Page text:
March 11, 2021 · 7 min read
We all know that even though spreadsheets are so widespread, they always turn into countless sheets, rows, and columns that make it hard to understand where a project stands and impossible to keep your team on board. However, there are numerous alternative approaches to express complex ideas in a simplified format through visualization. Visual project management is the key for those teams who strive for transparency in the work process and clear efficient collaboration.
Visual project management is a way to get at-a-glance insight into your work process anytime. When you see the whole project on one page, you can effortlessly identify whether each piece of work is on time or falling behind, easily manage resources, and keep track of the dynamic workflow. The main benefit of the visual approach is that everyone in your team clearly understands what they should do and when. It allows you to reduce the time you spend on endless email chains, explanations, and countless updates.
There are 3 most popular ways to visualize your project: timeline, Kanban board, and calendar. Each of them might work well for you depending on the type of project you’re running. Let’s dive into more details, so you can choose the one that suits you best:
The project timeline is the visualization of your project information in a bar chart against time to show how long each task is going to take and when it has to be complete. It gives you a clear idea of deadlines, signifies dependency between tasks, and better than anything shows progress.
In Planyway the basic timeline can be complemented by different groupings: by member, list, label, and board. Also, apart from visualizing general tasks, you can make the timeline more detailed by seeing subtasks.
Timelines are extremely helpful for those who are looking for a way to better allocate resources and map out a project to see how all project pieces fit together. It’s the best approach to analyze what happened in the past, set plans for the future, and keep everything under control in the present.
Timeline is good when managing complex time-limited projects but often people overestimate their needs and tend to manage really simple things on the timeline wasting lots of time on planning. When your cards do not have certain timeframes, Kanban would be the right option. Or, let’s say you manage post releases and need to see the overview of due dates only. In this case, a calendar would be a much better alternative.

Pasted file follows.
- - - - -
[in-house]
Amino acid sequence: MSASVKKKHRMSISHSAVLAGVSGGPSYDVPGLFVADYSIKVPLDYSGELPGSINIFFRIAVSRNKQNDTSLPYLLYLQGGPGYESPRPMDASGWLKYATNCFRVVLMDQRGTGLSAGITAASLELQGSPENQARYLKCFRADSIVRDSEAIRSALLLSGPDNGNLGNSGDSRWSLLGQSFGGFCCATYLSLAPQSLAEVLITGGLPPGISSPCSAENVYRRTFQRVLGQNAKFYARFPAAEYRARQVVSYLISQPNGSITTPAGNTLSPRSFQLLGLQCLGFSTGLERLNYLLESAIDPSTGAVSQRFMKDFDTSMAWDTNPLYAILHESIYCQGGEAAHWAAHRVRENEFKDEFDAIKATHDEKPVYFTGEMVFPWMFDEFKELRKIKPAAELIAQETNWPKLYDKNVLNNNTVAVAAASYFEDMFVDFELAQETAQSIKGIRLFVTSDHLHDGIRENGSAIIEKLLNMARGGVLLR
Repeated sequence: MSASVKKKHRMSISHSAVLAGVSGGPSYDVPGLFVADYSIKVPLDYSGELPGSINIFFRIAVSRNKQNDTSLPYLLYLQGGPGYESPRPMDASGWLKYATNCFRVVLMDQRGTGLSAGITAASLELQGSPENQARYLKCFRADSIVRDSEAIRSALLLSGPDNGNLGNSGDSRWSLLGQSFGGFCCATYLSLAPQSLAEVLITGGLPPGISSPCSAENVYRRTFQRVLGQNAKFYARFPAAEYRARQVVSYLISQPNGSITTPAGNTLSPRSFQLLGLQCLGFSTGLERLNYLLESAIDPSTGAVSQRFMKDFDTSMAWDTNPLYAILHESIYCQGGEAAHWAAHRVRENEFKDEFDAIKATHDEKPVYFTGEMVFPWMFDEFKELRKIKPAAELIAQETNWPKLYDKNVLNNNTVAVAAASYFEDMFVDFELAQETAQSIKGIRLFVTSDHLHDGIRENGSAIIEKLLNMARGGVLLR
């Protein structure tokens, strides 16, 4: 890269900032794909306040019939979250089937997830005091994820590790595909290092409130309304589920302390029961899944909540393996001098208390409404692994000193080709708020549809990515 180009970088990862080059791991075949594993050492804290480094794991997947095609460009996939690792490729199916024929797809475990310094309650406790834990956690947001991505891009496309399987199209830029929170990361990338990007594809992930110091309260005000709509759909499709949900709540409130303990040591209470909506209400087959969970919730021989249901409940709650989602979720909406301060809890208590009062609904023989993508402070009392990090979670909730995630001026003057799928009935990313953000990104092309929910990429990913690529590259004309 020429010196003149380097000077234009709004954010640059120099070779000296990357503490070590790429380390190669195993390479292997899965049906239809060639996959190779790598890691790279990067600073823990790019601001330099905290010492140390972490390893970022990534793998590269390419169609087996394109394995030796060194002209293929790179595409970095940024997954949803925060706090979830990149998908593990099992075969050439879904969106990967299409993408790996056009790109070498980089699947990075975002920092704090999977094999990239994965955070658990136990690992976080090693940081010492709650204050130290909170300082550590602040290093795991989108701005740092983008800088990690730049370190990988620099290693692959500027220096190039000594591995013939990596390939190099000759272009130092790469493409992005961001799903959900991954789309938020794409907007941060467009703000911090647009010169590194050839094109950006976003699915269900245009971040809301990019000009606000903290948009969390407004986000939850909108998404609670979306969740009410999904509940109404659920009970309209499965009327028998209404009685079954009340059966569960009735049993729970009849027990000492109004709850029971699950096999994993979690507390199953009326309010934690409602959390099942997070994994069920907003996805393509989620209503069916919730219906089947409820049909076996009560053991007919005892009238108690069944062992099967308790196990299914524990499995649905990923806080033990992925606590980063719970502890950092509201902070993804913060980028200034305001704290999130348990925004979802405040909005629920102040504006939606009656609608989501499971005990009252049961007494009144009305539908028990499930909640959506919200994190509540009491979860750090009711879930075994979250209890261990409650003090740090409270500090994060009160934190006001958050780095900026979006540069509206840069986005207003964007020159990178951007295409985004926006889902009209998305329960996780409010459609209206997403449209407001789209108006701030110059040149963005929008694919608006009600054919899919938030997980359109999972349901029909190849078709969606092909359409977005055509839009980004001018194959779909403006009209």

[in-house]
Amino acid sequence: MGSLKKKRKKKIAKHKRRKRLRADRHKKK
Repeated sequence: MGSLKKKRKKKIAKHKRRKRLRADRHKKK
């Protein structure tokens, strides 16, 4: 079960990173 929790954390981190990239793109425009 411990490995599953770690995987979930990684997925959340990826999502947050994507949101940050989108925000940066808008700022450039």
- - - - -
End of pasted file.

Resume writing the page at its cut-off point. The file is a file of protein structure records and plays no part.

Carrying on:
A kanban board illustrates a project at different stages. The most common variation is to create lists like “to do,” “doing,” and “done”. Once the task status is changed, the card moves from one list to another until it finally reaches the Done list. Kanban board doesn’t set roles or timeframes and allows for change at any point which makes it very flexible.
The Kanban board is an incredibly simple tool to learn and implement. It works perfectly well with small tasks of a similar type that go through distinct stages before being completed like support tickets, post writing, sale cycle, etc. It will allow you to visualize the scope of work and see where each task stands at any moment. Kanban boards work much better for longer or ongoing projects, so team members can pull new tasks from the backlog at any time. But you have to remember the methodology advises that teams agree on a maximum number of tasks that can be in progress at the same time so that Kanban boards do not become overcrowded with tasks.
Visual project tracking board is a great task manager, but once dates become important, a timeline or a calendar will have to replace it. Also, let’s say you’re planning a project with a lot of dependent tasks. In this case, you need to clearly see the relationships between tasks, so a project timeline is a much better choice.
We’re all used to calendars either paper or digital. Most people use calendars mainly for personal schedules, but often it can be a very intuitive way to manage your team and projects. Digital calendars are easy to update, share, and get reminders of upcoming deadlines and meetings.
A calendar is a number one tool for project management when you need a very simple overview of your scheduled project tasks and deadlines. Knowing when you need to complete a task in any given week, month, or year helps you plan ahead and execute everything on time.
It’s good to know that when you have to use another calendar like Google, Outlook, etc., you can always sync them and visualize in Planyway.
Project calendars can help you plan ahead for the week, month, quarter, or year. However, calendars become less helpful when you have more than a handful of tasks due each day. If you want to drill down into the work process, then a timeline might be better for your team.
The pleasure when you use Planyway is that you don’t have to stick with the one visual. Depending on task types, project, or team you can switch between views at one click.
Want a schedule overview? Use a Calendar.
Want a view of task statuses? Use a Kanban board.
Want a look at how your team is progressing? Use a Timeline.
This way, everyone in your team can get what they need at this exact moment.